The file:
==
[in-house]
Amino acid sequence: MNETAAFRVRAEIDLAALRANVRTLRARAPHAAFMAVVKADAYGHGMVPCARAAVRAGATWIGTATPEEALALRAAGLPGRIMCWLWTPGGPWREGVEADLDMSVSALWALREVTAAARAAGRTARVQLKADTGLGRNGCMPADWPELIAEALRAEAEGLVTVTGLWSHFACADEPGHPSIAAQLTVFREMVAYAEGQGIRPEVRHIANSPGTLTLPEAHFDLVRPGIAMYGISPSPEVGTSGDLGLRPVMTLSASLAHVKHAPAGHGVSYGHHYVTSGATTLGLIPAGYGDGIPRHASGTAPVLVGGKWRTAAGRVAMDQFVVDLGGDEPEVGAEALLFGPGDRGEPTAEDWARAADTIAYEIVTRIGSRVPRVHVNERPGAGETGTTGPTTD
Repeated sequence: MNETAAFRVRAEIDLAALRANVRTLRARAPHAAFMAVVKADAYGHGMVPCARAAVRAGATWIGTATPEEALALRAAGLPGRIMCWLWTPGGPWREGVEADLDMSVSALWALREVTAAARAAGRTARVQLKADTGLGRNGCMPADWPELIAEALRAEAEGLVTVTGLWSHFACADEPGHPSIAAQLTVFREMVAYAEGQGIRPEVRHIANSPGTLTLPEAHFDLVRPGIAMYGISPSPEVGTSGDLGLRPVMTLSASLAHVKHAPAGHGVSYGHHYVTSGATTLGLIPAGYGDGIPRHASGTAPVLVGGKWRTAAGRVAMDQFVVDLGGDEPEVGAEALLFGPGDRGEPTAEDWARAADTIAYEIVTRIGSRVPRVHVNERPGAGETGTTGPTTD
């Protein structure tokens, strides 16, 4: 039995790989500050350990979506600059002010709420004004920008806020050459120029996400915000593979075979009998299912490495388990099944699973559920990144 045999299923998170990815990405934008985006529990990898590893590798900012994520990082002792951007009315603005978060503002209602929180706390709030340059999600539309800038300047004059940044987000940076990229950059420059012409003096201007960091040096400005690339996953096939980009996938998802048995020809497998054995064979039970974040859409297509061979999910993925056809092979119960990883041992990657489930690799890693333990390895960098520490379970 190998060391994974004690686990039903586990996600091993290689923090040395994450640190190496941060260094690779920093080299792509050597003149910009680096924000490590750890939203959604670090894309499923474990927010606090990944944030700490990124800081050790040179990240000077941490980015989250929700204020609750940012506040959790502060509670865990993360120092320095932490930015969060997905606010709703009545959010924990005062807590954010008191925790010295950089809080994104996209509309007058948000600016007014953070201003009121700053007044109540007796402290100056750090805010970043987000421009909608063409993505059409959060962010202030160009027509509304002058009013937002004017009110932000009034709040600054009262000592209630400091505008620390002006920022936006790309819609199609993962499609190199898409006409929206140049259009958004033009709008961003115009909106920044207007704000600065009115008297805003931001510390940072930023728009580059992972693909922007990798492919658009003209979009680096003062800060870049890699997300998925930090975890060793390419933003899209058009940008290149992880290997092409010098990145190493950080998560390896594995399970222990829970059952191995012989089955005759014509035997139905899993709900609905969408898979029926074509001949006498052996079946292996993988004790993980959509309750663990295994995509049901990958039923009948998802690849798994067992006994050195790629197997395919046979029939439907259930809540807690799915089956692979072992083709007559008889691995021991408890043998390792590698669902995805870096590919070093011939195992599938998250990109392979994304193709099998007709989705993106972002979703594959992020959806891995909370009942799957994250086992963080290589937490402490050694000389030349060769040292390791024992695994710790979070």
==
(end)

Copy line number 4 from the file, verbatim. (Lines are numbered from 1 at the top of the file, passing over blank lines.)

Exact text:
């Protein structure tokens, strides 16, 4: 039995790989500050350990979506600059002010709420004004920008806020050459120029996400915000593979075979009998299912490495388990099944699973559920990144 045999299923998170990815990405934008985006529990990898590893590798900012994520990082002792951007009315603005978060503002209602929180706390709030340059999600539309800038300047004059940044987000940076990229950059420059012409003096201007960091040096400005690339996953096939980009996938998802048995020809497998054995064979039970974040859409297509061979999910993925056809092979119960990883041992990657489930690799890693333990390895960098520490379970 190998060391994974004690686990039903586990996600091993290689923090040395994450640190190496941060260094690779920093080299792509050597003149910009680096924000490590750890939203959604670090894309499923474990927010606090990944944030700490990124800081050790040179990240000077941490980015989250929700204020609750940012506040959790502060509670865990993360120092320095932490930015969060997905606010709703009545959010924990005062807590954010008191925790010295950089809080994104996209509309007058948000600016007014953070201003009121700053007044109540007796402290100056750090805010970043987000421009909608063409993505059409959060962010202030160009027509509304002058009013937002004017009110932000009034709040600054009262000592209630400091505008620390002006920022936006790309819609199609993962499609190199898409006409929206140049259009958004033009709008961003115009909106920044207007704000600065009115008297805003931001510390940072930023728009580059992972693909922007990798492919658009003209979009680096003062800060870049890699997300998925930090975890060793390419933003899209058009940008290149992880290997092409010098990145190493950080998560390896594995399970222990829970059952191995012989089955005759014509035997139905899993709900609905969408898979029926074509001949006498052996079946292996993988004790993980959509309750663990295994995509049901990958039923009948998802690849798994067992006994050195790629197997395919046979029939439907259930809540807690799915089956692979072992083709007559008889691995021991408890043998390792590698669902995805870096590919070093011939195992599938998250990109392979994304193709099998007709989705993106972002979703594959992020959806891995909370009942799957994250086992963080290589937490402490050694000389030349060769040292390791024992695994710790979070």